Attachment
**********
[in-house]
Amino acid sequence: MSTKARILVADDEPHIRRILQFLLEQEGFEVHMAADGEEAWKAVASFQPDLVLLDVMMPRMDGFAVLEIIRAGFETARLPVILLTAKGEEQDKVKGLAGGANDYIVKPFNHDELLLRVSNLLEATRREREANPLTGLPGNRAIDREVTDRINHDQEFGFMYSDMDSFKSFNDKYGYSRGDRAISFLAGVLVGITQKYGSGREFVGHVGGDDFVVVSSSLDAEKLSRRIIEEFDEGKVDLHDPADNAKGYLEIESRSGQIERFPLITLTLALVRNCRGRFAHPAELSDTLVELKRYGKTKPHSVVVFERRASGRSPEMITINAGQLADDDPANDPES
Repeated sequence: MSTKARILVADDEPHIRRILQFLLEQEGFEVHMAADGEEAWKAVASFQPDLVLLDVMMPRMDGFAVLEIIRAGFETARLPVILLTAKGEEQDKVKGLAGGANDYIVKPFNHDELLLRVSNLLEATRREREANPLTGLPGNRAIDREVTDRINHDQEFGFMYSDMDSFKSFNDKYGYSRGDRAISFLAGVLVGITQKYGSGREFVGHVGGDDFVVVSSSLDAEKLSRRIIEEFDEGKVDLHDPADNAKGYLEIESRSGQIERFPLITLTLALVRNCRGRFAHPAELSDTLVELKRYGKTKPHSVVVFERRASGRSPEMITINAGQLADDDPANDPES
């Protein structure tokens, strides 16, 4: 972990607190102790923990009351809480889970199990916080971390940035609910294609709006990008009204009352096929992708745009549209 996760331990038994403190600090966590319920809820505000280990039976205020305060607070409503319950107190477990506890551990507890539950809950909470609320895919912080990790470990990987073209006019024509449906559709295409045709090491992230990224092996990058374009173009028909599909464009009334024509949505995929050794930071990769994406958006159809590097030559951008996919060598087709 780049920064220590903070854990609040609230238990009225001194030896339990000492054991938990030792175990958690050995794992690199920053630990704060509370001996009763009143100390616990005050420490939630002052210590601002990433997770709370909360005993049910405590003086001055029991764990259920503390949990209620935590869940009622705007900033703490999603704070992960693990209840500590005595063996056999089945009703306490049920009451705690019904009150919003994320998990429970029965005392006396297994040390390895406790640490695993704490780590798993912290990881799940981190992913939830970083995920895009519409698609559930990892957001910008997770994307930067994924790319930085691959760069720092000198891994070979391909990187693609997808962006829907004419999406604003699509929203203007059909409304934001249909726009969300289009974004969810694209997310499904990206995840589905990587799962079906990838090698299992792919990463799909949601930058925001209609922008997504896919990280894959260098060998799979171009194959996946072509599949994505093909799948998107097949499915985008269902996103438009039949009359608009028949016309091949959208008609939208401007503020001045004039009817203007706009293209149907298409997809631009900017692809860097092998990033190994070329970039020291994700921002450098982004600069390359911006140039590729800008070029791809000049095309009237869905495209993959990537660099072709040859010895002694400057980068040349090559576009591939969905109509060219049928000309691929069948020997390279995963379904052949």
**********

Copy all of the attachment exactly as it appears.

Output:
[in-house]
Amino acid sequence: MSTKARILVADDEPHIRRILQFLLEQEGFEVHMAADGEEAWKAVASFQPDLVLLDVMMPRMDGFAVLEIIRAGFETARLPVILLTAKGEEQDKVKGLAGGANDYIVKPFNHDELLLRVSNLLEATRREREANPLTGLPGNRAIDREVTDRINHDQEFGFMYSDMDSFKSFNDKYGYSRGDRAISFLAGVLVGITQKYGSGREFVGHVGGDDFVVVSSSLDAEKLSRRIIEEFDEGKVDLHDPADNAKGYLEIESRSGQIERFPLITLTLALVRNCRGRFAHPAELSDTLVELKRYGKTKPHSVVVFERRASGRSPEMITINAGQLADDDPANDPES
Repeated sequence: MSTKARILVADDEPHIRRILQFLLEQEGFEVHMAADGEEAWKAVASFQPDLVLLDVMMPRMDGFAVLEIIRAGFETARLPVILLTAKGEEQDKVKGLAGGANDYIVKPFNHDELLLRVSNLLEATRREREANPLTGLPGNRAIDREVTDRINHDQEFGFMYSDMDSFKSFNDKYGYSRGDRAISFLAGVLVGITQKYGSGREFVGHVGGDDFVVVSSSLDAEKLSRRIIEEFDEGKVDLHDPADNAKGYLEIESRSGQIERFPLITLTLALVRNCRGRFAHPAELSDTLVELKRYGKTKPHSVVVFERRASGRSPEMITINAGQLADDDPANDPES
């Protein structure tokens, strides 16, 4: 972990607190102790923990009351809480889970199990916080971390940035609910294609709006990008009204009352096929992708745009549209 996760331990038994403190600090966590319920809820505000280990039976205020305060607070409503319950107190477990506890551990507890539950809950909470609320895919912080990790470990990987073209006019024509449906559709295409045709090491992230990224092996990058374009173009028909599909464009009334024509949505995929050794930071990769994406958006159809590097030559951008996919060598087709 780049920064220590903070854990609040609230238990009225001194030896339990000492054991938990030792175990958690050995794992690199920053630990704060509370001996009763009143100390616990005050420490939630002052210590601002990433997770709370909360005993049910405590003086001055029991764990259920503390949990209620935590869940009622705007900033703490999603704070992960693990209840500590005595063996056999089945009703306490049920009451705690019904009150919003994320998990429970029965005392006396297994040390390895406790640490695993704490780590798993912290990881799940981190992913939830970083995920895009519409698609559930990892957001910008997770994307930067994924790319930085691959760069720092000198891994070979391909990187693609997808962006829907004419999406604003699509929203203007059909409304934001249909726009969300289009974004969810694209997310499904990206995840589905990587799962079906990838090698299992792919990463799909949601930058925001209609922008997504896919990280894959260098060998799979171009194959996946072509599949994505093909799948998107097949499915985008269902996103438009039949009359608009028949016309091949959208008609939208401007503020001045004039009817203007706009293209149907298409997809631009900017692809860097092998990033190994070329970039020291994700921002450098982004600069390359911006140039590729800008070029791809000049095309009237869905495209993959990537660099072709040859010895002694400057980068040349090559576009591939969905109509060219049928000309691929069948020997390279995963379904052949």